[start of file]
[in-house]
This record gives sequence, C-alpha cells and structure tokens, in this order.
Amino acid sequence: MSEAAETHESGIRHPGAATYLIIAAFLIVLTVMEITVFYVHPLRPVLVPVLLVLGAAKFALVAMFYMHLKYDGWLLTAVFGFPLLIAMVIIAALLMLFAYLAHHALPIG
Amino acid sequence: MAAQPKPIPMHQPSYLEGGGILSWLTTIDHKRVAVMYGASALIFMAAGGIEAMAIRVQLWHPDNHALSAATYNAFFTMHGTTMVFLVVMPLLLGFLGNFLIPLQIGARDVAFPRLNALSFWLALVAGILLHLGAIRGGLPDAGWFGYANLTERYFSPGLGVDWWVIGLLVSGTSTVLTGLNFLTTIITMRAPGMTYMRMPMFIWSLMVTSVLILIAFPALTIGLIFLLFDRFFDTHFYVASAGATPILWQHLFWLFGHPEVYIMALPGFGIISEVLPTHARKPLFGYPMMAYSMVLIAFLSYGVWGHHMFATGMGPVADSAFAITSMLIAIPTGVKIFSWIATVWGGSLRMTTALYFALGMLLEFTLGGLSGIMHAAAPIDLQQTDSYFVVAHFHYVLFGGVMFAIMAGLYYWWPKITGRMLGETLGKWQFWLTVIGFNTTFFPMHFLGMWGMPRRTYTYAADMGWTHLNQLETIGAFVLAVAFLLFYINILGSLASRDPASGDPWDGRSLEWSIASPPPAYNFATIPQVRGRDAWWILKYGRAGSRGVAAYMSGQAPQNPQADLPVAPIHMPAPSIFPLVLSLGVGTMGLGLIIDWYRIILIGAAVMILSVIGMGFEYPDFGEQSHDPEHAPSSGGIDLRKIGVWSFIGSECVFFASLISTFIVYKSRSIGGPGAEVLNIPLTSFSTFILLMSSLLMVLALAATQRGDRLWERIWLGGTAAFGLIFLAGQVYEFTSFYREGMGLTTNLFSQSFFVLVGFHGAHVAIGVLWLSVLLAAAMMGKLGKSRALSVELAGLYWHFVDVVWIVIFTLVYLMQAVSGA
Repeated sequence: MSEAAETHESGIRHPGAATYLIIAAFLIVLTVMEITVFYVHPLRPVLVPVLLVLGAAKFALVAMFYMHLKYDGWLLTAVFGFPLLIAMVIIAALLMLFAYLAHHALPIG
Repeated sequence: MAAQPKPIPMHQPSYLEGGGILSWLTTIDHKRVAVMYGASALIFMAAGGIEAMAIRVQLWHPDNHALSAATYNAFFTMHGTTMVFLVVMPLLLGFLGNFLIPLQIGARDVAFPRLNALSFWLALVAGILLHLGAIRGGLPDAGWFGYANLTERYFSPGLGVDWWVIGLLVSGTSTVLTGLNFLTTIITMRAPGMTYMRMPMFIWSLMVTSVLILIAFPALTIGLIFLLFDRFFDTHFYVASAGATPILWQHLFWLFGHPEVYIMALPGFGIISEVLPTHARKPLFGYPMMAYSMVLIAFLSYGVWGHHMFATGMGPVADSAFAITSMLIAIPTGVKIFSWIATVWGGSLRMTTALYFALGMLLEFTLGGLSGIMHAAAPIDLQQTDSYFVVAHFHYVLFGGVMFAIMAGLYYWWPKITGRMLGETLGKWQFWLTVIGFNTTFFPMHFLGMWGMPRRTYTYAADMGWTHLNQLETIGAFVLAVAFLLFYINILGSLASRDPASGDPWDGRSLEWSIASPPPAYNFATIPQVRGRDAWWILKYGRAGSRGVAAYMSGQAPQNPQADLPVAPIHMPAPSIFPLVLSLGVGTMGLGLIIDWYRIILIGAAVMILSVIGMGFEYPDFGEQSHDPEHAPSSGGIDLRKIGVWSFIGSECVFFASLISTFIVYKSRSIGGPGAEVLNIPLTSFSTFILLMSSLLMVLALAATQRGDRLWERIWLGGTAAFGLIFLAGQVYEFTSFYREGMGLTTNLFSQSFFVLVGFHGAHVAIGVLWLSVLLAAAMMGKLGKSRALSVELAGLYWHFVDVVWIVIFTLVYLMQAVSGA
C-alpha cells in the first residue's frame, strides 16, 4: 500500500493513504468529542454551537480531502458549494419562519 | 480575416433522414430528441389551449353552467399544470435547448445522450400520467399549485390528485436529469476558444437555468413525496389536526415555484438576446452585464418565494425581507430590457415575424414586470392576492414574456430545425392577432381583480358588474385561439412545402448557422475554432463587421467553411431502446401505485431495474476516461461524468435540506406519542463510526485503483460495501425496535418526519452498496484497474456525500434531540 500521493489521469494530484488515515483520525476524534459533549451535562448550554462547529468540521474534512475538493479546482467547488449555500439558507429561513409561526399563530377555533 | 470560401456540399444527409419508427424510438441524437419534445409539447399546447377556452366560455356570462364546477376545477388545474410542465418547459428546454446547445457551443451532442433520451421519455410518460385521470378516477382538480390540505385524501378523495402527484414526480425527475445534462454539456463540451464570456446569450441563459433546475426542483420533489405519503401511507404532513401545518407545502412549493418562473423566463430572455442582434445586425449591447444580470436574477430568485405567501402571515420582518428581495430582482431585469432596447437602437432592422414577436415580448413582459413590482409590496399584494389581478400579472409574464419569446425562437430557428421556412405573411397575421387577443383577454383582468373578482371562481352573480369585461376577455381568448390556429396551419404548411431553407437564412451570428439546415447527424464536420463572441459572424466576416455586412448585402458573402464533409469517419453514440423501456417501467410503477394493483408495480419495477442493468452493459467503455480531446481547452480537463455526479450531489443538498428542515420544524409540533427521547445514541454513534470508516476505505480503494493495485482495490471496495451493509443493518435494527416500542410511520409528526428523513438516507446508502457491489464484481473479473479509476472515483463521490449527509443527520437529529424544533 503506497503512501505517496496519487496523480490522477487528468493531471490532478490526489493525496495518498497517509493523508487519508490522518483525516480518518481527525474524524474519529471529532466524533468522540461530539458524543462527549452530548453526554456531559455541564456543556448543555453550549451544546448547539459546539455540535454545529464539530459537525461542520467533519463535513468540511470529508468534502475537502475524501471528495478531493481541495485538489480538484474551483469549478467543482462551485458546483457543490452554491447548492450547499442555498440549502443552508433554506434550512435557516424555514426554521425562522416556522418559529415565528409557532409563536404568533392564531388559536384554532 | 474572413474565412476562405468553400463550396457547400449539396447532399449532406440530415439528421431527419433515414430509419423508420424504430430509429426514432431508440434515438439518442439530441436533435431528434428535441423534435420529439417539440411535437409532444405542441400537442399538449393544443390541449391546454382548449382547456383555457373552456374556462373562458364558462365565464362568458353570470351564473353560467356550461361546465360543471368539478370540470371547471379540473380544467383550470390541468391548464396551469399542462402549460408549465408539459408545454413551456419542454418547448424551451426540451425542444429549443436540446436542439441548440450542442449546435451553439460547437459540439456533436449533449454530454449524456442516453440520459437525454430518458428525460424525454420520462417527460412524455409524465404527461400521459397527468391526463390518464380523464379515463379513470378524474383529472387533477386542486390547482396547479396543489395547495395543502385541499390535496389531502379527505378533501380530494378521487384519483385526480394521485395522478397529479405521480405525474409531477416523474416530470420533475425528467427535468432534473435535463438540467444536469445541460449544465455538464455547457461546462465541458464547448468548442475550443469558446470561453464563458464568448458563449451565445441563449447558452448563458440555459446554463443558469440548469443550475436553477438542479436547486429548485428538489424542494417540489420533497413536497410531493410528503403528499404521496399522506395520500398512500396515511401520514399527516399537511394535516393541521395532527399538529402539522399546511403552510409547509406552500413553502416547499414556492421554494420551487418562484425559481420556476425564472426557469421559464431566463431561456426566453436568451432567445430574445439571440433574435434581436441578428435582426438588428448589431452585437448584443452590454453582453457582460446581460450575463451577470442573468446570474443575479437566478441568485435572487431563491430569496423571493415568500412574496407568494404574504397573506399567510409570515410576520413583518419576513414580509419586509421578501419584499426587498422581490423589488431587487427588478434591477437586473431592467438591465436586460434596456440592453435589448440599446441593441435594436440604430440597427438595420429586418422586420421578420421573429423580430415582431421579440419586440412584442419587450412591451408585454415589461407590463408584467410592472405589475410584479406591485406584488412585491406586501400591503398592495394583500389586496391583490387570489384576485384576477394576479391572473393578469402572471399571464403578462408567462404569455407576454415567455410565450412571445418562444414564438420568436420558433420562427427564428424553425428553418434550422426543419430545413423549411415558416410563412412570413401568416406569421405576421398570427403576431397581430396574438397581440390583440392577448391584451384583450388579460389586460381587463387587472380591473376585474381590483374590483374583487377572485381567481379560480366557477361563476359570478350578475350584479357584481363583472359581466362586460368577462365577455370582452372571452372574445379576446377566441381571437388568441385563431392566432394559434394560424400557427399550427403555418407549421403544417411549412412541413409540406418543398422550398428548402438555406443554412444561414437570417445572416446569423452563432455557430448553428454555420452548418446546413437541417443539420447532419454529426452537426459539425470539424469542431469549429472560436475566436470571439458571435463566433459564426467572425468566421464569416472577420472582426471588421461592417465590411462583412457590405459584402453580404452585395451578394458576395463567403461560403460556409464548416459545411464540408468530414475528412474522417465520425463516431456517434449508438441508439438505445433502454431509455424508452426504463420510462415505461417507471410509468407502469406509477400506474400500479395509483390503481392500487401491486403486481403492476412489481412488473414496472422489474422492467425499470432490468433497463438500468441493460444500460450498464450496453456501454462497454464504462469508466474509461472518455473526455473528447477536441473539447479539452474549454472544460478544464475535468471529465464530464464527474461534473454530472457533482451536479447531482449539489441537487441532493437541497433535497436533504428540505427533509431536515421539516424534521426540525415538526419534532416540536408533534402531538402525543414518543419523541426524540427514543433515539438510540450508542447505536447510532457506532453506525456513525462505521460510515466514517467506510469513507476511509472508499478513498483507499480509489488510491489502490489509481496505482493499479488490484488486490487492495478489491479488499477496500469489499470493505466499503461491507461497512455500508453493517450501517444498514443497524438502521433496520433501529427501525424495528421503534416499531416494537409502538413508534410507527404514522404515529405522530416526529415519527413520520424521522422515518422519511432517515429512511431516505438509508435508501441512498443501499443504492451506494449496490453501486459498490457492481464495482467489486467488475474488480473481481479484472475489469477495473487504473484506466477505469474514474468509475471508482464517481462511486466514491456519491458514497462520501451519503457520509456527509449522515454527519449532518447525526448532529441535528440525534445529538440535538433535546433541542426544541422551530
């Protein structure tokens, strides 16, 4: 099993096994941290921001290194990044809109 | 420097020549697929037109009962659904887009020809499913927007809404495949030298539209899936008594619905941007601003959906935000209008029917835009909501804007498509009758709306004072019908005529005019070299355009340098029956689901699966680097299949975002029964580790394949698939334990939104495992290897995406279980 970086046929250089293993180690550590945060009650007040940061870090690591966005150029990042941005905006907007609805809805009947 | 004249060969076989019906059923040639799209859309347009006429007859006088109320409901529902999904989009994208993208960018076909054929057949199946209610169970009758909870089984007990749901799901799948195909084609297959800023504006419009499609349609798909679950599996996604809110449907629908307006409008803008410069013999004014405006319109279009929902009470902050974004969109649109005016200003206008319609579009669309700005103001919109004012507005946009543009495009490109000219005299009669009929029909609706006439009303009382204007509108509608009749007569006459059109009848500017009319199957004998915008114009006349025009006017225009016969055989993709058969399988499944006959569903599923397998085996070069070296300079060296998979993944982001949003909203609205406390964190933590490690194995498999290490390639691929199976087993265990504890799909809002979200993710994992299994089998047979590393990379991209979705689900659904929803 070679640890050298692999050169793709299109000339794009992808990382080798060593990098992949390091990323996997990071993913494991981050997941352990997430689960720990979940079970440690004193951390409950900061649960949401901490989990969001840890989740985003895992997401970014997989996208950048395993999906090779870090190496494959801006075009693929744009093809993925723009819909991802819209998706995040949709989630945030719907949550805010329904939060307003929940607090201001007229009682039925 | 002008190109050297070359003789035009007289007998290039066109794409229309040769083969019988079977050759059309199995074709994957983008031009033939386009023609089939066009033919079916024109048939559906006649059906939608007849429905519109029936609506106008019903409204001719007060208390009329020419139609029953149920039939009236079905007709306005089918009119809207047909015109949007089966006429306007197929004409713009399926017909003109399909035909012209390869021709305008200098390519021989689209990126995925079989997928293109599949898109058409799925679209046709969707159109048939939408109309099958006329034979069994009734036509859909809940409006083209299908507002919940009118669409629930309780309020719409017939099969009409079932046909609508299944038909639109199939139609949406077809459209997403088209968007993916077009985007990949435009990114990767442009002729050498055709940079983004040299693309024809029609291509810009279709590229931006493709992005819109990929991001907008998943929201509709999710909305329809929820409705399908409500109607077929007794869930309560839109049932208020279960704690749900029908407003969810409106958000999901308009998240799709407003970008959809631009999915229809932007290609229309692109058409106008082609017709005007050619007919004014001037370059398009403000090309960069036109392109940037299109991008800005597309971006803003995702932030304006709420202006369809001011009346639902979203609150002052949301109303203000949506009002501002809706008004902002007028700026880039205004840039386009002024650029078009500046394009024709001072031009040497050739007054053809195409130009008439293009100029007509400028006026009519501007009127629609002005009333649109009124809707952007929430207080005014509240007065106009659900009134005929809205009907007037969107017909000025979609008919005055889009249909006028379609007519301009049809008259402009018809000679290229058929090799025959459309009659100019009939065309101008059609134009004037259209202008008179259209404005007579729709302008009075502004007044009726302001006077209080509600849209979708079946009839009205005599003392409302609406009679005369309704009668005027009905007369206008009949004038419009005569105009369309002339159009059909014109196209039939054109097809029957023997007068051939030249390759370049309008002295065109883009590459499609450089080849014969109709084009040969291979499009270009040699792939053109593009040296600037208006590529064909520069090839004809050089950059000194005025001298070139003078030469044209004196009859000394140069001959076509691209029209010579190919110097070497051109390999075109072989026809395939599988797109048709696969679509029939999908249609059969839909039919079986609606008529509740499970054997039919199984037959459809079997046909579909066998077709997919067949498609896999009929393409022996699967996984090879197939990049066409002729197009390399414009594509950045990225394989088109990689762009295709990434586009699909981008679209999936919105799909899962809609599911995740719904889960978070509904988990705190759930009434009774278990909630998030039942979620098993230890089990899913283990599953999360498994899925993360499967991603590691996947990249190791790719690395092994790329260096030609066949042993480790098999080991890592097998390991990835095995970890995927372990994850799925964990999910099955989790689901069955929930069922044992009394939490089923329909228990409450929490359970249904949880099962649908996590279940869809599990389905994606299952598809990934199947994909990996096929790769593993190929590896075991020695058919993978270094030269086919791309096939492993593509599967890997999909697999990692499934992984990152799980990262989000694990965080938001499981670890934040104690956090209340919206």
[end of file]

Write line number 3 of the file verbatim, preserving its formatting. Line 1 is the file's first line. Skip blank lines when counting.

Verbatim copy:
Amino acid sequence: MSEAAETHESGIRHPGAATYLIIAAFLIVLTVMEITVFYVHPLRPVLVPVLLVLGAAKFALVAMFYMHLKYDGWLLTAVFGFPLLIAMVIIAALLMLFAYLAHHALPIG